What Is Recharacterization?

Recharacterization Explained in Less Than 4 Minutes

Definition

Recharacterization of an IRA contribution is when you reclassify a traditional or Roth IRA contribution from having been made from one type of account to another.

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Recharacterization of an IRA contribution is when you reclassify a traditional or Roth IRA contribution from having been made from one type of account to another. It’s often used when someone contributes too much to a Roth IRA.

Here’s a closer look at what recharacterization is, how to recharacterize a contribution, and when you may need to use this strategy.

Definition and Examples of Recharacterization

Recharacterization is the process of “fixing” IRA contributions by moving them from one type of IRA to another type of IRA.

For example, say you maxed out your Roth IRA this year. Come tax time, you find out you made too much money to qualify for a full contribution. You don’t want to get penalized by the IRS, so you do a recharacterization to move those excess funds to your traditional IRA.

How Does Recharacterization Work?

Recharacterization is the process of changing the IRS-qualified status of a contribution from one type of IRA to another. For example, you could recharacterize a Roth IRA contribution as a traditional IRA contribution or vice versa.

Some common reasons why you may want to do a recharacterization include:

  • You exceeded the income limits for a Roth IRA and need to “undo” your contributions for the year.
  • You contributed to a traditional IRA, thinking you exceeded the income limits for a Roth IRA but then learned that you do qualify to contribute to a Roth. Now you want to take advantage of the tax benefits of a Roth.
  • You contributed to a traditional IRA,then realize it does not qualify for a tax deduction. So you recharacterize that money to your Roth IRA.

Note

Recharacterization must be done before the tax deadline for the year in which the contribution was made, including any extensions you file. A good rule of thumb is to complete recharacterizations before you file your tax return. Otherwise, you may have to amend your return.

To recharacterize contributions, start by contacting the financial institution that is your IRA provider. Tell them how much money you’d like to recharacterize, and they will move that amount—along with any earnings or losses—over to the other type of IRA.

The entire recharacterization process is done via a trustee-to-trustee transfer, so you don’t need to worry about withdrawing the money yourself. Your IRA provider will handle it all for you. Once your IRA provider completes the recharacterization, you can file your taxes as if you made the original contribution to the second account.

Note

If you're not sure whether or not you should recharacterize a contribution, consider consulting a tax professional.

Recharacterization vs. Conversion

A recharacterization of an IRA is not the same as a conversion, although both strategies move funds from one type of IRA to another.

Here are some of the key differences:

Recharacterization Conversion
Must happen in the same tax year the contribution was made Can be made at any time, even years after the original contribution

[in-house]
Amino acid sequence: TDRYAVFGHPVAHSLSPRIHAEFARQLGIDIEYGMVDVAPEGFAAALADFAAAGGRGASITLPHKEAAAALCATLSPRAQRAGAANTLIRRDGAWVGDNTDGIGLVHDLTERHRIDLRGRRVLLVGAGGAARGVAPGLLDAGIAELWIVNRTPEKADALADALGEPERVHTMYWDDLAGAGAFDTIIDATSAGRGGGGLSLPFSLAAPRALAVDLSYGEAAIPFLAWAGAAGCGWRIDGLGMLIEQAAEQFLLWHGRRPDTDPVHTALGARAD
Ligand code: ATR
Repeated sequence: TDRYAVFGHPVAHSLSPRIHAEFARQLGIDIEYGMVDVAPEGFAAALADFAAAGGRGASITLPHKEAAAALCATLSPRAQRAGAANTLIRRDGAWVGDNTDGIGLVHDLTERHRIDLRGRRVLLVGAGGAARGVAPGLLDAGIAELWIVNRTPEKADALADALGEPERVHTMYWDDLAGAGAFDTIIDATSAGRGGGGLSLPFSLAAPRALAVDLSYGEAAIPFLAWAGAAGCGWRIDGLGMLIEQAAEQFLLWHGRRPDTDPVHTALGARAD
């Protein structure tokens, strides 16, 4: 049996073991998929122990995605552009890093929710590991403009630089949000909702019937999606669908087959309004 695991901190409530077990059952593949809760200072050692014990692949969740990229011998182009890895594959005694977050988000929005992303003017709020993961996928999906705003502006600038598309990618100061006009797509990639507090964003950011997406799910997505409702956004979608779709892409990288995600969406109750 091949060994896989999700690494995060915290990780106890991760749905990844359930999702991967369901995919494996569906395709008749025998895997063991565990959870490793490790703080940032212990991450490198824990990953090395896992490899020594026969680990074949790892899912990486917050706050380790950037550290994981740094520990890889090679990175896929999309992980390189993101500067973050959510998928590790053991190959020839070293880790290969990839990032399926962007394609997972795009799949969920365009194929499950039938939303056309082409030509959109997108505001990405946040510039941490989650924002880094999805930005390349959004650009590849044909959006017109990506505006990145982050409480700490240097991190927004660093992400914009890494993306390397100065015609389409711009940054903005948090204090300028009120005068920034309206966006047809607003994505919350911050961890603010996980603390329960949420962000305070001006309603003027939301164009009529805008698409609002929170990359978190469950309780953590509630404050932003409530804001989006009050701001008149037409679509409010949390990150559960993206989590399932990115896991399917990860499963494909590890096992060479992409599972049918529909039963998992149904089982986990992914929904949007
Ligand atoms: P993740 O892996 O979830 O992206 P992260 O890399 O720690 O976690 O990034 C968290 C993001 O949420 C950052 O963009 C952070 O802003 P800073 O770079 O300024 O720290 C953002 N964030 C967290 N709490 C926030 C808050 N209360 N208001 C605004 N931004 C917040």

Involves transferring funds from one type of IRA to another type of IRA Involves transferring funds from any type of tax-deferred retirement account to a Roth IRA
Example: You over-contribute to your Roth IRA by $1,000 this year, so you move that money to a traditional IRA to avoid IRS penalties. Example: Your financial advisor thinks you have too much money in your tax-deferred retirement accounts. They recommend converting $40,000 of your 401(k) balance into a Roth IRA so you can relieve your future tax burden.

In its simplest form, recharacterizations are for those times when you change your mind about IRA contributions made this year. It’s a way to recategorize them to another type of IRA before you file taxes.

Roth IRA conversions, on the other hand, are for people who want to convert tax-deferred retirement funds into a Roth IRA so they can make tax-free withdrawals in retirement. Conversions can happen at any time. They don’t have to be completed in the same tax year like recharacterizations do.

Note

There’s also no limit to how much you can convert to a Roth IRA. If you wanted to move more than $50,000, for example, it’s possible. You’re not subject to IRA contribution limits.

You used to be able to “undo” Roth IRA conversions through recharacterization if your tax bill was higher than expected. However, this is no longer allowable under the Tax Cuts and Jobs Act.

If you are considering moving funds from one IRA to another, consider speaking with a tax professional about which strategy is right for you.

Key Takeaways

  • Recharacterization is when you “correct” an IRA contribution by transferring it from one type of IRA to another.
  • Recharacterizations are often done when you contribute too much to a Roth IRA and need to move excess funds to a traditional IRA to avoid penalties.
  • Recharacterizations should be completed by the tax deadline, including extensions.
  • You must also recharacterize any earnings made on your contribution.

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Sources
The Balance uses only high-quality sources, including peer-reviewed studies, to support the facts within our articles. Read our editorial process to learn more about how we fact-check and keep our content accurate, reliable, and trustworthy.
  1. IRS. “Retirement Plans FAQs Regarding IRAs.”

  2. IRS. “Instructions for Form 8606 (2021).”

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